States are moving to eliminating financial conditions of release. One of the catalysts for the change was a 2013 study called The Hidden Costs of Pretrial Detention. Using the State of Kentucky data, when low risk people were detained for even several days, their new criminal activity rate increased pre- and post-sentence. Further investigation was completed on the lower-risk defendants and those that were detained more than 24 hours, specifically two to three days, were nearly 40% more likely to have alleged new criminal activity in comparison to defendants not held more than 24 hours. Similar research has been done in New York City regarding the unintended consequences of pretrial detention. This research found “that being detained increases the probability of conviction by 13 percentage points for felony defendants. Although pretrial detention lowers the probability of rearrest while cases are being adjudicated, this reduction in criminal activity is mostly offset by an increase in recidivism within 2 years after disposition.”
In addition, there
still remains a significant racial disparity in pretrial detention in
comparison with white defendants. In the New York City study “higher pretrial
detention rates among minority defendants explain 40 percent of the black-white
gap in rates of being sentenced to prison and 28 percent of the Hispanic-white
Flipping the script
The way in which we present information to the stakeholders matters and pretrial practitioners are starting to present outcome measures differently. In lieu of presenting outcome measures in terms of pretrial failure we are starting to present the successful outcome measure results. For instance, the matrices and grids used for pretrial recommendations are traditionally populated with levels of supervision by the stakeholders from least restrictive release conditions to more intensive as the continuum of risk increases. These decisions are made based on information from previous assessment validations and by presenting the pretrial outcome measures with the success rates the matrices are populated with far less intensive levels of supervision. Presenting this information based on the success rates of outcome measures, stakeholders are able to visualize that people with higher levels of risk return to court and provide for a safer community. For example, person with PSA outcome measure score of FTA 5 have an appearance rate of 65% meaning that people with an FTA score of 5 appear for court approximately 65% of the time without any missed court appearances.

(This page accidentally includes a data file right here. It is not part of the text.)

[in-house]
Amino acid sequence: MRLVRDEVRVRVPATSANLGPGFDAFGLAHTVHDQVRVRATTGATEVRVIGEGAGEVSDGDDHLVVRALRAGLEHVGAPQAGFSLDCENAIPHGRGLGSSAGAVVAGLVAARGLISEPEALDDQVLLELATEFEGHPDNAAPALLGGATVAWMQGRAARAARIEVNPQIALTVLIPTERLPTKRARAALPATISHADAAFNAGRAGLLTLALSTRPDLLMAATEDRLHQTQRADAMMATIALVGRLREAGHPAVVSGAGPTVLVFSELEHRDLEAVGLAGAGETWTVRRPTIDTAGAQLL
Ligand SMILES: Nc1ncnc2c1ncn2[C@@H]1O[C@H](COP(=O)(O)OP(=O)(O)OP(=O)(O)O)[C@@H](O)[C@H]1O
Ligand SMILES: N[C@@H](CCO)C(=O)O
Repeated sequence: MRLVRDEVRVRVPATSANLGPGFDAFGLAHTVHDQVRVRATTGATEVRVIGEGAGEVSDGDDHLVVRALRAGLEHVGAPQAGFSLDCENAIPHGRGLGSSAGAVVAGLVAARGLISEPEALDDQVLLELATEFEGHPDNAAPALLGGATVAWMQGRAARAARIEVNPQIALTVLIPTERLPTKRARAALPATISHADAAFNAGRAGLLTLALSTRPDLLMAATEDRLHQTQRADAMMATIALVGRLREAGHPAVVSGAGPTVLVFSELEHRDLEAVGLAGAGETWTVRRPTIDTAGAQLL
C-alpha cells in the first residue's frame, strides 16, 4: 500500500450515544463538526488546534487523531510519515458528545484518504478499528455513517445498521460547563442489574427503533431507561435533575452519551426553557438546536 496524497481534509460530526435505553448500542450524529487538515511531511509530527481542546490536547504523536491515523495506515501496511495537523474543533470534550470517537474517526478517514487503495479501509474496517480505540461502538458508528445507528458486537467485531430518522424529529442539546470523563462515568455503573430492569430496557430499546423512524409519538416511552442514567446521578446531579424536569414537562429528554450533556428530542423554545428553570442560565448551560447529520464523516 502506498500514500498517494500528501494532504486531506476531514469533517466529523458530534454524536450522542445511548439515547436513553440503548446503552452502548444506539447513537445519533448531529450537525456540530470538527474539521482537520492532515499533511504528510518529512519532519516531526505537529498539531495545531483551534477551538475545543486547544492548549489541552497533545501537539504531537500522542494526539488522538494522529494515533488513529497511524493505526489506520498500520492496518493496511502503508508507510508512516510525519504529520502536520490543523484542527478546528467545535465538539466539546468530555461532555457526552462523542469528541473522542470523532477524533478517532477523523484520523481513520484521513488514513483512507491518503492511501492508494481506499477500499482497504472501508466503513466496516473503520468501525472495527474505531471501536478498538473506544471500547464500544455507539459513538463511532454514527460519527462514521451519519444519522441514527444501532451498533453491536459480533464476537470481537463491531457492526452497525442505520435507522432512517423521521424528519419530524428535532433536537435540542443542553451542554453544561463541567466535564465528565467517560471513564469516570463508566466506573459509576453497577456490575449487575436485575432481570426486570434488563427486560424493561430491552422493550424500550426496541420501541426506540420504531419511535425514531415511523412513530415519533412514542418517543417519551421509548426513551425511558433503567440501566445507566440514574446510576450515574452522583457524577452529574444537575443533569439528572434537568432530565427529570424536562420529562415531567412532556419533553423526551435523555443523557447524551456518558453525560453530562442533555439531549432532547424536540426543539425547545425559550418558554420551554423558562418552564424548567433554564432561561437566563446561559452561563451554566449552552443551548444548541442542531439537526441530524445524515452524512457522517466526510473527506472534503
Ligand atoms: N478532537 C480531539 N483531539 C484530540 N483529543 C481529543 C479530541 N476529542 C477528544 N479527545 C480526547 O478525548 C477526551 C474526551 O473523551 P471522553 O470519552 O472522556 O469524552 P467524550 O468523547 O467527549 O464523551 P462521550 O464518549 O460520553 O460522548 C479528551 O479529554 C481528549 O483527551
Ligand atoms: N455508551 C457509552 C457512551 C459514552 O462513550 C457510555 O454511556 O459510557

There is also an effort to step away from utilizing the terms, low, medium and high risk when referring to people in during the pretrial phase. Specifically, with the term high risk, there are typically not many individuals that populate this space, and this level has approximately 55-65% court appearance rate and 45-55% public safety rate. These outcome measure numbers will range depending on the resources available to mitigate risk but if released a high percentage will appear for court and not be re-arrested. It should be noted that the serious charge at the time of arrest is not the only factor when calculating risk. The charge itself is typically scored based on violent or non-violent, coupled with age, may elevate the pretrial assessment score. When JMI is working with jurisdictions this is a critical area we educate on the outcomes for the higher levels of risk.
 Stack v. Boyle 342 U.S. 1 (1951) at p. 8.
 Lowenkamp, C., VanNostrand, M., Holsinger, A. (2013). The Hidden Costs of Pretrial Detention. Houston, TX: Laura and John Arnold Foundation.
 Emily Leslie and Nolan G. Pope, “The Unintended Impact of Pretrial Detention on Case Outcomes: Evidence from New York City Arraignments,” The Journal of Law and Economics 60, no. 3 (August 2017): 529-557.